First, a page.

On December 10, 1995, Felix Rosado, an eighteen-year-old living in Reading, Pennsylvania, stumbled out of a local bar, blackout drunk. He encountered a man sitting in his car and attempted to rob him; in the process, he killed him. At his trial, he pled guilty to first-degree murder—an offense that in Pennsylvania carries a life sentence without the possibility of parole. He told me that his memory was so addled by alcohol that the only details he knew about the crime were the ones presented in the courtroom.
Rosado acted out in prison. “I went through my first years of confinement doing all I could to avoid the reality of being sentenced to breathe my last breath behind bars,” he wrote years later. “I smoked, drank, popped everything I could get my hands on.” But as he approached his thirtieth birthday, he agreed to participate in a program that sent inmates to lecture boys from a nearby juvenile detention center about not ending up sentenced, like he was, to spend their lives in prison. The experience transformed him. “The first night I did that, I realized what my purpose was on earth: to prevent other people from making the same mistakes that I had,” he told me.
He studied the concept of restorative justice, a paradigm of conflict resolution in which the perpetrator makes amends with their victim and community, and helped start a restorative justice program inside his prison. He also helped lead an “alternative to violence” program with other inmates, in which they guided their peers through three-day workshops on peaceful conflict resolution. He earned a bachelor’s degree in interdisciplinary studies from Villanova University and became a devout Catholic. These accomplishments made him an ideal candidate for commutation, the process by which the state’s governor and its five-member Board of Pardons—which includes a person representing victims, such as the state’s victim’s advocate, and the attorney general—cut short the sentences of prisoners who, according to the board, “show rehabilitation.”
In Pennsylvania, commutation is a crucial safety valve against ballooning prison populations. In most states, courts generally hand down life sentences with the possibility that a parole board may one day deem the person fit to be released. But here a life sentence for first- or second-degree murder comes with no such reprieve. Pennsylvania is one of only six states to require a sentence of life without parole for felony murder, meaning that a person merely participated in a felony where a victim died, not that they pulled the trigger.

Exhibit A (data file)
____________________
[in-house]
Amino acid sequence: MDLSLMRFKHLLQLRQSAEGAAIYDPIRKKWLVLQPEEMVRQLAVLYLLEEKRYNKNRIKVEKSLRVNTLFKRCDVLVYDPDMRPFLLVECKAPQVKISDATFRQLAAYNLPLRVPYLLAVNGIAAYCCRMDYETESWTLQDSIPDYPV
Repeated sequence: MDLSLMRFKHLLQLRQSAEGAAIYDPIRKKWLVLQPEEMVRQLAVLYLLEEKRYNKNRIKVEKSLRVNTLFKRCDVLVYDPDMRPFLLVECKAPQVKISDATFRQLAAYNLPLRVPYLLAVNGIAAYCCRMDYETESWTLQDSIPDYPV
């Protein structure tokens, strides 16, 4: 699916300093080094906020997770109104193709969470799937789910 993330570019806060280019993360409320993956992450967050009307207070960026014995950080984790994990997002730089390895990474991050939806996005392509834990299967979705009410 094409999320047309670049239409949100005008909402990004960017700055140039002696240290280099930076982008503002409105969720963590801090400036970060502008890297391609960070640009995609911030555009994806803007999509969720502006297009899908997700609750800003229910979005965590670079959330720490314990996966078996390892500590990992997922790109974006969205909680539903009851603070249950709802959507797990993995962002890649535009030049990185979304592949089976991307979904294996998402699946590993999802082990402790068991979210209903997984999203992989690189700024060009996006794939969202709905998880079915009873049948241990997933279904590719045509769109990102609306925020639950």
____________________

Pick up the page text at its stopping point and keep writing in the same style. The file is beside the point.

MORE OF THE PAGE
I work with defense teams as a mitigation investigator in the Pennsylvania legal system. Much of my job involves writing profiles of criminal defendants for the court so it can weigh the full breadth of a person’s life history when determining their sentences. Doing this work, I came to learn that the commutation process in Pennsylvania had lain dormant for years, thanks in large part to a political culture that prioritizes punishment over rehabilitation. Starting in the Nixon administration, and escalating in the years that followed, both Democratic and Republican politicians stoked voters’ fears of drugs and violent crime and promised to allay those fears by locking up more people and handing down longer sentences. Lenient views on punishment became a political liability—most famously during the 1988 presidential race between Vice President George H. W. Bush and Massachusetts governor Michael Dukakis, when the Bush campaign ran fearmongering ads about the Massachusetts inmate Willie Horton, who had raped a white woman and stabbed her boyfriend after failing to return to prison following a weekend furlough. Bush’s strategy—using Horton to paint Dukakis as insufficiently tough—continues to inspire racist Republican rhetoric around criminal justice.
Decades ago, Pennsylvania had a healthy clemency system. But in the 1980s the number of commutations in the state fell dramatically. Between 1979 and 1986, Republican Governor Richard Thornburgh granted only seven commutations of life sentences. (His predecessor, Milton Shapp, who served from 1971 to 1978, had granted 251.) Then, in 1994, commutations ground to a halt when Governor Robert Casey commuted the life sentence of Reginald McFadden, who went on to murder two people in New York and rape another woman. Following the McFadden affair, Pennsylvania legislators amended the state constitution to make the commutation process more rigorous, requiring that a commutation petition receive unanimous, rather than majority, support from the five-person board.